Quadro became the first company to launch a four-wheeled production scooter back in 2015 with the Quadro 4. Could this be the future of urban mobility for the congested future, or just an overpriced mobility scooter? Is it just me or does the Quadro 4 in the company’s ‘Swiss Red’ paintwork remind you of a Ducati Multistrada? Ok, just me then. Never mind but this is a well-sorted multifunctional machine; it’s the Swiss Army knife of the scooter world.
Four wheels isn’t a new concept, cars have had them for years, quads have also been known to sport rubber at each corner but tilting four-wheeled scooters are a bit different to the norm, although there were others that came before it. For starters there was the futuristic looking 2007 Yamaha Tesseract concept (one that may still see the light of day) and a decade ago I rode Nick Shotter’s UK built prototype 4MC – a four wheeled tilting scooter powered by a Yamaha Majesty 400 engine. As it stands though, the Quadro 4 is still the only machine of its kind to make it into production and they’ve made a fantastic job of it.
As a rule scooters and motorcycles only have two, or sometimes three wheels. Quadro have rewritten the scooter design rulebook though and now have a three wheeled Quadro S and this Quadro 4 in their Swiss armoury. Are these a good addition to the scooter world? You’d better read on to find out.
Who can ride one?
Before we get into the nitty gritty, is this a car or a quad? Actually it’s still classed as a tricycle so can be ridden by anybody with a full car licence, (if you passed your test before January 19th 2013) or of course if you have a full bike licence… providing you’ve got the best part of nine grand to spend. Potentially a car driver can ditch the Chelsea tractor, jump on a Quadro 4 and cut through all the traffic as he or she takes little Johnny to school on Monday morning. It’ll be much easier to park on the pavement outside the school gates as well and look much cooler.
Messing with my mind
Riding the Quadro 4 takes a completely different mind set to riding an ordinary twist and go scooter but having said that it does still share many similarities with the two wheeled world.
The Quadro has all the same controls as a scooter, throttle, front brake lever, rear lever (the rear operates all four discs) and like the MP3/Metropolis/Quadro it also has a brake pedal, again with combined braking. The pedal is there to satisfy legislation, as are the indicators on stalks and the large red handbrake located next to your right thigh. There’s also a red lever on the inner legshields, that’s the manually operated tilt lock, you need to lock it upright when it’s parked up and it also makes wheeling it around to put it in a bike bay, or manoeuvre it into a tight garage much easier – although you have to remember there’s an extra wheel at the back because I ran over my own foot a couple of times and this beast is heavy.
Pre flight safety checks
Sit on the Quadro and release the handbrake by turning the ignition key to the left at the same time as lifting the handbrake, that’s another safety feature so it can’t be released by some inquisitive teenager when it’s parked up. You also need to release the tilt lock – the ignition cuts power and the scooter can’t be ridden otherwise.
Start the scooter by pulling a brake lever and prodding the starter button, all very scooter like so far – as you’d expect but that’s where the similarities end and you have to fight against right and wrong, good and evil. Lift your feet off the floor on a two-wheeler at a standstill and the scooter will fall over. With the Quadro and it’s patented dual Hydraulic Tilting System (HTS) you can sit there with your feet up, it feels unnatural and making your brain compute this whilst at a standstill will help you later out in the real world – so try mastering this concept on your drive. You still have to balance slightly as well when stationary on the road because roads generally aren’t flat. Obviously the machine tilts, rather than being rigid like a quad but the resistance from the hydraulics balances things nicely so it won’t just tip over at the drop of a hat, at a quarter of a ton picking it up again wouldn’t be easy.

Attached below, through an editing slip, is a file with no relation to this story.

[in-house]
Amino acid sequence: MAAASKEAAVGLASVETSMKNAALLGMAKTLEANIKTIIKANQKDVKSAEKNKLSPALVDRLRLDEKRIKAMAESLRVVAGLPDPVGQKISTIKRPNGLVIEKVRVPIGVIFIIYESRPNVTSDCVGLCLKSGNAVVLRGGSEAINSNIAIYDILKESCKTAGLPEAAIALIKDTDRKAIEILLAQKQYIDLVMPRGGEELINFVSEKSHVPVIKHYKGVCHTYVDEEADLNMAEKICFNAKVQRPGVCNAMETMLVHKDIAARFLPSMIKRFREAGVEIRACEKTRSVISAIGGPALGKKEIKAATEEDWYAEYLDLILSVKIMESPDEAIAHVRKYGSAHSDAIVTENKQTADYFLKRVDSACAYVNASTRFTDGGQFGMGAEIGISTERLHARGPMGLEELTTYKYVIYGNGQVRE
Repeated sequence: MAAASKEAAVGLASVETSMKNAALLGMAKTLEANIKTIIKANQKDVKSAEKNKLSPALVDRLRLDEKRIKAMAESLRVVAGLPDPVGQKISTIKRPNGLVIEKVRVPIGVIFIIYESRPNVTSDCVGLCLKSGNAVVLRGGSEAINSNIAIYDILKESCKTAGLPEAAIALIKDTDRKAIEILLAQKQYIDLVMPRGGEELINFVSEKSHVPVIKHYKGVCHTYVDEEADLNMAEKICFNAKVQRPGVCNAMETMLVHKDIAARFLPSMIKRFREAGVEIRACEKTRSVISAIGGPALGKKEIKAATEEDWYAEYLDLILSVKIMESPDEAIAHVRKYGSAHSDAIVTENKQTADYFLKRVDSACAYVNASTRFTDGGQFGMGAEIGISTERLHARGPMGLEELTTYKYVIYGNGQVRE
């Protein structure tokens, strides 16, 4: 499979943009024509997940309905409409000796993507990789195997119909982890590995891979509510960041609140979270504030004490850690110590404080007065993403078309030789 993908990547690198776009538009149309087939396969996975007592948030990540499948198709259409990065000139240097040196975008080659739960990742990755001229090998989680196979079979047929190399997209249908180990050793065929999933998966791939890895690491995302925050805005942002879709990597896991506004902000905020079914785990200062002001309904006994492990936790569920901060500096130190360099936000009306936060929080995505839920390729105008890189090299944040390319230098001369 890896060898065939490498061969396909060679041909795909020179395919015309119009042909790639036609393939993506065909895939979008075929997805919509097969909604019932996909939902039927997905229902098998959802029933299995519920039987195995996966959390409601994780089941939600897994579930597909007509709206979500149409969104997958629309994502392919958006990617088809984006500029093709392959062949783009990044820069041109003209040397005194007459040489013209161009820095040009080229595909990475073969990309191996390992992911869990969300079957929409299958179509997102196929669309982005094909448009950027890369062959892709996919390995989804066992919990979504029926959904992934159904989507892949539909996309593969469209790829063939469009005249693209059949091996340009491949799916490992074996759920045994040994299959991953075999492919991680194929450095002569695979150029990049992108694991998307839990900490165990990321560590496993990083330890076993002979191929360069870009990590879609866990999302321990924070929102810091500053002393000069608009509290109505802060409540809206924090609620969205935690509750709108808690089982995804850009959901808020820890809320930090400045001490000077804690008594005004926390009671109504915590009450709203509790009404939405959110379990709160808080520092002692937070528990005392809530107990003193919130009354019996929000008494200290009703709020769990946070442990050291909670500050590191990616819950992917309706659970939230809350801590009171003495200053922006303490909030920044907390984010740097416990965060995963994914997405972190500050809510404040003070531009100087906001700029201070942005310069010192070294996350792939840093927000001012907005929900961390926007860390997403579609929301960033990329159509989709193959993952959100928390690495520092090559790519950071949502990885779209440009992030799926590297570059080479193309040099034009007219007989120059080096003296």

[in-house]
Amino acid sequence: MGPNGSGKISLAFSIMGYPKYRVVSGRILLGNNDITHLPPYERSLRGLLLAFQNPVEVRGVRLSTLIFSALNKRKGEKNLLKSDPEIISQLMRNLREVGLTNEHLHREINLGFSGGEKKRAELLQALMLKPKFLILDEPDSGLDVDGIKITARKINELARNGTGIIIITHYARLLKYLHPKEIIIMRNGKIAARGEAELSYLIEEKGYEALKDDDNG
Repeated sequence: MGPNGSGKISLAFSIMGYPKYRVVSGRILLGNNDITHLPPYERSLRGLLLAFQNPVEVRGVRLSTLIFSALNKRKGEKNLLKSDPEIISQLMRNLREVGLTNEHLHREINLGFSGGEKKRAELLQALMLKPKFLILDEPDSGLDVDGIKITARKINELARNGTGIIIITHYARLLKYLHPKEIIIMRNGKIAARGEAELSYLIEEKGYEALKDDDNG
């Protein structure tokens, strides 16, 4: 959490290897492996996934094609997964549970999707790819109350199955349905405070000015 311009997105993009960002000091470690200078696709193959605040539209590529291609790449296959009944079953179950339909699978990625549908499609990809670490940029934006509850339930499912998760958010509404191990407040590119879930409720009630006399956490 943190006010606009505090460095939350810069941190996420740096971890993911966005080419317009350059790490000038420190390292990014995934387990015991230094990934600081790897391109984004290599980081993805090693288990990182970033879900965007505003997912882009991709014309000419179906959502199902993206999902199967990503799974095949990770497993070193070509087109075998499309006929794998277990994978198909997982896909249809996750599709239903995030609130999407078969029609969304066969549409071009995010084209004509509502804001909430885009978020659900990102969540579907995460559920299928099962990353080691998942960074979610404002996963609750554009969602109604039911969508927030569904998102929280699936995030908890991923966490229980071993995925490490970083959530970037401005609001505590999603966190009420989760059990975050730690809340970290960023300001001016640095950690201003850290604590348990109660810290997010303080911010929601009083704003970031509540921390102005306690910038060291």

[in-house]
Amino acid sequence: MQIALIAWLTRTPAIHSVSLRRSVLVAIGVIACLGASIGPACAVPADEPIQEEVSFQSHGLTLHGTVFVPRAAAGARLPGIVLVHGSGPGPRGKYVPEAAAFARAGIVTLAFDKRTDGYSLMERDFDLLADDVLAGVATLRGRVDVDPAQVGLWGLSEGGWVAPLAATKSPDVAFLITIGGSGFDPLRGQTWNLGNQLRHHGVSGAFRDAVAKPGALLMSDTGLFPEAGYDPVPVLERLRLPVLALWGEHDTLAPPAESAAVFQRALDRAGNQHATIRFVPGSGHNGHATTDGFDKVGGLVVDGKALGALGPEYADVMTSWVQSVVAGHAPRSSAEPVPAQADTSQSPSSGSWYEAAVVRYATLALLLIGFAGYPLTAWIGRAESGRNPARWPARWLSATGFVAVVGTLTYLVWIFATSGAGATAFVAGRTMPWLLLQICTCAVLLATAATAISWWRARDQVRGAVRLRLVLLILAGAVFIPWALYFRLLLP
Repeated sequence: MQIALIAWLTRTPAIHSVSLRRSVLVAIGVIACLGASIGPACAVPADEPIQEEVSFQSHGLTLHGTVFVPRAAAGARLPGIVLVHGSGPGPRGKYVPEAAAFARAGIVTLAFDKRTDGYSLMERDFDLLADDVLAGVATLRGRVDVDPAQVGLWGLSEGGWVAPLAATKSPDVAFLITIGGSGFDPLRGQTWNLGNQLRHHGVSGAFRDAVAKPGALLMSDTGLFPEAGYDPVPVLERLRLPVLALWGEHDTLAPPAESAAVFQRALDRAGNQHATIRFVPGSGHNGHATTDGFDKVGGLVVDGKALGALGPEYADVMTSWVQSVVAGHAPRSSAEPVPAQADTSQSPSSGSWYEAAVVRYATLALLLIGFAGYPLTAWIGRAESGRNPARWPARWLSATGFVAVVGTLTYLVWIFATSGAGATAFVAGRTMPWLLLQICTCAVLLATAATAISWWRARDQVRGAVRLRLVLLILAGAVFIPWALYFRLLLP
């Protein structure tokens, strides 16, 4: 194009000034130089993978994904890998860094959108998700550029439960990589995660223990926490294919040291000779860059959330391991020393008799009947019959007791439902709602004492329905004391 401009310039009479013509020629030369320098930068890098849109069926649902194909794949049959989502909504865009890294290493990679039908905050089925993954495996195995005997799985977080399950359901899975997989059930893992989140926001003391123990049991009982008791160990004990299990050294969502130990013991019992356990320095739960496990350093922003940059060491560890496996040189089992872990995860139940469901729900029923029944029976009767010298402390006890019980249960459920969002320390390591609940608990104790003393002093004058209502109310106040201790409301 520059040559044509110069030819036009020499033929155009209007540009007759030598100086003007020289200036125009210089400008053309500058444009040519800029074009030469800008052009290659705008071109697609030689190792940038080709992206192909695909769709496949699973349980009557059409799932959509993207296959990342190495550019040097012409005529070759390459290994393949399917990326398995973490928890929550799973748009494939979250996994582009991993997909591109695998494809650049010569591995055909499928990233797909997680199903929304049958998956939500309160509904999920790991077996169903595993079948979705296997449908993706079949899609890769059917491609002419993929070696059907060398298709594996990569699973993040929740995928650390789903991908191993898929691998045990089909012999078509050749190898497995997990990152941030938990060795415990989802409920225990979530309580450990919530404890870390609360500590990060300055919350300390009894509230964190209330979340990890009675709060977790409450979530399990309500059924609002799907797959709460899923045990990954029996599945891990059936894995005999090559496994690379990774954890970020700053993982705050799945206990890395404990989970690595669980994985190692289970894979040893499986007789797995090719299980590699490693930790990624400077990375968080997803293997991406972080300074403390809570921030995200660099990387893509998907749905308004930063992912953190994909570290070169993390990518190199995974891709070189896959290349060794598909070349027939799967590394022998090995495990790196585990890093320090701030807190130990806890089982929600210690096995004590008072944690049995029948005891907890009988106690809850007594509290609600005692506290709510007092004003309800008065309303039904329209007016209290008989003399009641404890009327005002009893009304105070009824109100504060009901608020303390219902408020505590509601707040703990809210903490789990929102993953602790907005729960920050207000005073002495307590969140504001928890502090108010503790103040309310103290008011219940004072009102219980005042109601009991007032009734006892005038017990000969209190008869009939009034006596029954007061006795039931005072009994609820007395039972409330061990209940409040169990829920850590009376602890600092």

Having acquainted myself with its point of balance it was time to take to the road on this alien machine. If you’ve never ridden a bike before you’ll try steering the Quadro, which is half way to how it should be done. If you’re from a two-wheeled background you will find yourself riding it like a bike, or scooter and simply leaning into bends. This is also half right but neither are perfect.
The way to get the most out of the Quadro 4 is to lean into corners but more importantly use positive counter-steering, so on a left hand bend you’re pushing your left handlebar away from the corner and vice versa. The harder you push the quicker it’ll turn and until you master it you’ll run wide. As a tool for teaching counter-steering the Quadro 4 takes some beating, advanced trainers would love it. Riding it hard on an 80-mile blast a few days after getting the scooter I found myself using every trick in the book to ride it faster and harder. Get your technique right and you can hustle this beast around the bends as quickly as you like. There’s 45º of lean angle to play with and despite trying very hard I didn’t find the limits of lean angle or machine. It never felt fazed or out of shape.
Riding it hard is like an all-over body workout. Get things wrong whilst mastering the way the Quadro 4 handles and you’ll find yourself in the hedge bottom, so treat it with respect and practice somewhere safe until you understand this cornering anomaly. Ride it more sedately though (most of these machines will find themselves in busy cities at walking pace) and you don’t need quite so much rider input. Around town it’s impeccable, well-balanced, easy to ride and despite appearances it’s no wider than any other maxi scooter so you can filter just as well.